Cheers! With brewing surging in popularity (Camra’s 2013 Good Beer Guide lists over 1,000 breweries – the most in its history) and even Barrack Obama brewing his own White House beer only a few weeks ago, we thought it was time here at Exposed to get serious about the subject…
For the first post on Exposed's new Beer Revere blog, I thought I’d go back to basics and home brew some beer! Thornbridge Brewery and Nicholson’s pubs are currently running a competition to find the best home brewed beer in the UK – ‘The Great British Home Brew Challenge 2013’ – and their website goes into depth about the parameters so I’d recommend you read through that before buying your ingredients – if you’re thinking about entering that is! If you just fancy a go and it’s your first time I’d recommend using an app like BJCP (it’s currently free) which covers all beer style descriptors and start from there to build up to your final choice.
Taking a few steps back and being honest here, it’s only my third time brewing. But as Bob Dorough and De La Soul have it, three is the magic number. I’d like to get all fancy here and say beer is made up of three ingredients but it’s more like four; water, malt, hops and yeast. Then there are other things like adjuncts, and sugar – and once you’ve mastered the main principles of brewing you can start experimenting and pretty much add any type of spice or herb you like – even woodchips – to build flavour!
Now, there are three main events that happen in brewing beer. Firstly, the conversion of starches and carbohydrates to sugars; secondly, the conversion of those sugars to alcohol, and thirdly, creating the ‘magic’ by adding hops (and adjuncts) which create the flavour and preserving effect. There are also three main areas to get right and to ensure you’ve got a drinkable brew at the end – cleanliness, water and storage. Wow, some things really do come in threes…
After reading through the descriptions on the Great British HomeBrew site, researching recipes ideas via a first rate book called ‘The Homebrew Handbook’ (by Dave Law and Beshlie Grimes) and checking out ingredients online at another great site, UK Home Brew, I decided to plump for two beers both in the speciality beer category. I’m going to attempt to brew spiced ale (as it’s coming up to Christmas) and a honey porter in a vain stab at recreating one of Obama’s White House brews. Porter is one of my favourite beer styles, with its dark roasted and chocolate flavours and there’s some great examples; from Saltaire Brewery’s ‘Hazlenut Coffee Porter’ to Marble’s ‘Chocolate Marble’, as well as Anchor Brewing ‘American Porter’ and Acorn Brewery’s ‘Old Moor Porter’…
I’ve ordered my ingredients from the home brew shop and am now waiting for the box of goodies to drop on my doorstep. So while I wait, here’s a basic guide to the equipment that should get you through your first kitchen brew. I always advise on the first brew to use a kit. It’s an easier introduction than going straight into an all grain brew. However, I’m going to take it as read you’re onto your second or third brew here as you’ve read past the second paragraph, so you must be interested in beer!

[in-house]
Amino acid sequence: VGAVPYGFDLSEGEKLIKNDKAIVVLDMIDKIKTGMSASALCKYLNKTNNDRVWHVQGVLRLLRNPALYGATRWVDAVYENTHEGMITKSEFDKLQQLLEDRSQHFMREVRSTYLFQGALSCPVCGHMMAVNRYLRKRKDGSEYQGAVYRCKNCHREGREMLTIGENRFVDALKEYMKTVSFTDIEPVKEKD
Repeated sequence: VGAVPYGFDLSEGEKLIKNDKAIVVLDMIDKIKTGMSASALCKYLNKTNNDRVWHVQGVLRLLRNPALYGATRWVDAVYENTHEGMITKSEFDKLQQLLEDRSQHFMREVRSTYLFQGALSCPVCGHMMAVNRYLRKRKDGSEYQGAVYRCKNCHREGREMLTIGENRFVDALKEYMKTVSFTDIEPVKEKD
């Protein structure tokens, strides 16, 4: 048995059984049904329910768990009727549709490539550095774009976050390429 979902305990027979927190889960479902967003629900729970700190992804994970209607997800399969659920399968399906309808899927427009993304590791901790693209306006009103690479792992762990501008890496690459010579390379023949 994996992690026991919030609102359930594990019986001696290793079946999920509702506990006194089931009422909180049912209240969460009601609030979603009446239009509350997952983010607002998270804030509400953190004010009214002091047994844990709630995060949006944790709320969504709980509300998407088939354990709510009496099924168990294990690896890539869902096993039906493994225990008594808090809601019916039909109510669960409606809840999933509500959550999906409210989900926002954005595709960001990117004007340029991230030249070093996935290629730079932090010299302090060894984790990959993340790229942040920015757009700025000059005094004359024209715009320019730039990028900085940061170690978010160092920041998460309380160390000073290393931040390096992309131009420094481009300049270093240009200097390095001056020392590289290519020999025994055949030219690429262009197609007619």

Now, just to do a bit of a Marty McFly and travel back a few months – start collecting your empty beer bottles, make sure you rinse (in sanitizer) and turn upside down straight after finishing your last drop. Then store in an airtight container. Otherwise you'll spend hours trying to clean minute bits of mould from the bottom corner of the bottles which will send you stir–crazy and may make you cross–eyed. Ideally keep the brown bottles, larger size (500ml).
Other items you will need, that you might not already have in your kitchen, include:
– Stainless steel brew pot: ideally four or above gallons, with a lid. I found mine in a local Indian supermarket at the best price.
– Five gallon (20–25 Litres) x two plastic buckets (one with airlock). You will use these as a fermenter and bottling vessel. You can buy glass carboys; I just went for plastic buckets as it cuts down the risk for me to break anything. I sourced from my local home brew shop.
– An airlock: Allows carbon dioxide to escape from your fermenter (produced during fermentation).
– A racking cane and vinyl siphon hose that fits over the end of the cane.
– Secondary fermenting vessel – I use collected beer bottles & ask friends to save theirs. After a couple of months you should have enough, I reckon 50 should cover it. You can use a carboy, or other vessels.
– A bottle capper and crown caps: Home brew shop. The bottle capper’s a good investment, which you’ll use again and again. Mine only cost £15.
– Santizer / steriliser powder. ESSENTIAL.
– Measuring cup, large spoon for stirring, large funnel (if fermenting in a carboy), hydrometer, metal thermometer and a large strainer (helps make your brew day not be an absolute nightmare when using leaf hops).
– Your brew ingredients of course – hops, malt, water, yeast!
You can find these items at your local homebrew shop, online or down your local curry mile. My next instalment will go into the brew day in detail, and by them I should be either half way through, bottling or onto the second batch, erm, I hope! Till then I’ll just finish this beer.